Manipulating Stem Cells Through Their Metabolites | May 10, 2010 Issue - Vol. 88 Issue 19 | Chemical & Engineering News
Volume 88 Issue 19 | p. 36 | Concentrates
Issue Date: May 10, 2010

Manipulating Stem Cells Through Their Metabolites

Stem-cell differentiation can be regulated by controlling unsaturated metabolites
Department: Science & Technology | Collection: Stem Cells
Keywords: stem cell, metabolite, unsaturated molecules, reduction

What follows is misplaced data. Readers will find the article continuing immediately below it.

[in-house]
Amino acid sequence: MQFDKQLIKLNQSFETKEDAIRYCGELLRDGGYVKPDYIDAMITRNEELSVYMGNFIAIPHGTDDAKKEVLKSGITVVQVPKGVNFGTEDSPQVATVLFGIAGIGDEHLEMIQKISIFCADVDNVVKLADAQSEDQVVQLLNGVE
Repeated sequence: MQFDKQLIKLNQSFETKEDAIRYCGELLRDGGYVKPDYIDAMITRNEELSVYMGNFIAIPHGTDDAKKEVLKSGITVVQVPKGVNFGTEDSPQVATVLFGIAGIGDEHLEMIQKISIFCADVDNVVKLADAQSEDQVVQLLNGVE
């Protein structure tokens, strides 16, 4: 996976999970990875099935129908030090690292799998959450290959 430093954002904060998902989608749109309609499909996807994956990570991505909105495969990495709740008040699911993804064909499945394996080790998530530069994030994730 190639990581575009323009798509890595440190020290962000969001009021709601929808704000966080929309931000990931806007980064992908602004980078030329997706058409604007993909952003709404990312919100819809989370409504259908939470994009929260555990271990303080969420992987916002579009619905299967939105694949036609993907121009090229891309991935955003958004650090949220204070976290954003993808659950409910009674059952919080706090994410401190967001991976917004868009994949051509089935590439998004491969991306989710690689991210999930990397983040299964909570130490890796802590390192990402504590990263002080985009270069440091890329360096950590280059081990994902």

Stem cell differentiation—the process of turning a blank stem cell into a specific type of cell—can be regulated by controlling the reduction of stem cell metabolites, chemists at Scripps Research Institute have found (Nat. Chem. Biol., DOI: 10.1038/nchembio.364). Stem cells contain a pool of unsaturated molecules that decrease as stem cells mature. Oscar Yanes, Sheng Ding, and Gary Siuzdak discovered that they can inhibit differentiation by blocking certain enzymes that reduce highly oxidized metabolites in the pool. In addition, the researchers found they can expedite differentiation and obtain a greater number of mature cells by adding metabolites, such as the eicosanoid shown. Understanding the chemical basis for how stem cells mature opens the door for scientists to better manipulate differentiation to meet the different needs of patients who can benefit from stem cell therapies. For example, the Scripps team turned stem cells into neurons and cardiac cells, but Yanes says the process could work to control turning stem cells into any kind of mature cells.

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